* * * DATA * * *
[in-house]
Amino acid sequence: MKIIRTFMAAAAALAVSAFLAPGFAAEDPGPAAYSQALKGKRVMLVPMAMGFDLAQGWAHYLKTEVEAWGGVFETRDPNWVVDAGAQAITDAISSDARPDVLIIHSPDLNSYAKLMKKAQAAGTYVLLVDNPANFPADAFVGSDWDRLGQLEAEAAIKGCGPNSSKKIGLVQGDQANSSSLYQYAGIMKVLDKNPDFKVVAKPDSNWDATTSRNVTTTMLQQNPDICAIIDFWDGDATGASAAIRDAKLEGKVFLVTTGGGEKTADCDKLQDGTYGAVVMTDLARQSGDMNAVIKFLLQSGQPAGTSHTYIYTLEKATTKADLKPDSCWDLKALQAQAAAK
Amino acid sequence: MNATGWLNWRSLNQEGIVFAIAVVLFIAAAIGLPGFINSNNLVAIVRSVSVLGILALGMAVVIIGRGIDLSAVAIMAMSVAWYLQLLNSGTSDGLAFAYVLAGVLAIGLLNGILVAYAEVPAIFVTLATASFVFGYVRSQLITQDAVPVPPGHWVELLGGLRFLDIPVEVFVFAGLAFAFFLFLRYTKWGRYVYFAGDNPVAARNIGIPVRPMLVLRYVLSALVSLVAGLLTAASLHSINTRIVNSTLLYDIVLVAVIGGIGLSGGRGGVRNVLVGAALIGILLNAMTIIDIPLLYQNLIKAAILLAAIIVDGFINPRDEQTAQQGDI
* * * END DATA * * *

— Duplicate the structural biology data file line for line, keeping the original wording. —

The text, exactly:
[in-house]
Amino acid sequence: MKIIRTFMAAAAALAVSAFLAPGFAAEDPGPAAYSQALKGKRVMLVPMAMGFDLAQGWAHYLKTEVEAWGGVFETRDPNWVVDAGAQAITDAISSDARPDVLIIHSPDLNSYAKLMKKAQAAGTYVLLVDNPANFPADAFVGSDWDRLGQLEAEAAIKGCGPNSSKKIGLVQGDQANSSSLYQYAGIMKVLDKNPDFKVVAKPDSNWDATTSRNVTTTMLQQNPDICAIIDFWDGDATGASAAIRDAKLEGKVFLVTTGGGEKTADCDKLQDGTYGAVVMTDLARQSGDMNAVIKFLLQSGQPAGTSHTYIYTLEKATTKADLKPDSCWDLKALQAQAAAK
Amino acid sequence: MNATGWLNWRSLNQEGIVFAIAVVLFIAAAIGLPGFINSNNLVAIVRSVSVLGILALGMAVVIIGRGIDLSAVAIMAMSVAWYLQLLNSGTSDGLAFAYVLAGVLAIGLLNGILVAYAEVPAIFVTLATASFVFGYVRSQLITQDAVPVPPGHWVELLGGLRFLDIPVEVFVFAGLAFAFFLFLRYTKWGRYVYFAGDNPVAARNIGIPVRPMLVLRYVLSALVSLVAGLLTAASLHSINTRIVNSTLLYDIVLVAVIGGIGLSGGRGGVRNVLVGAALIGILLNAMTIIDIPLLYQNLIKAAILLAAIIVDGFINPRDEQTAQQGDI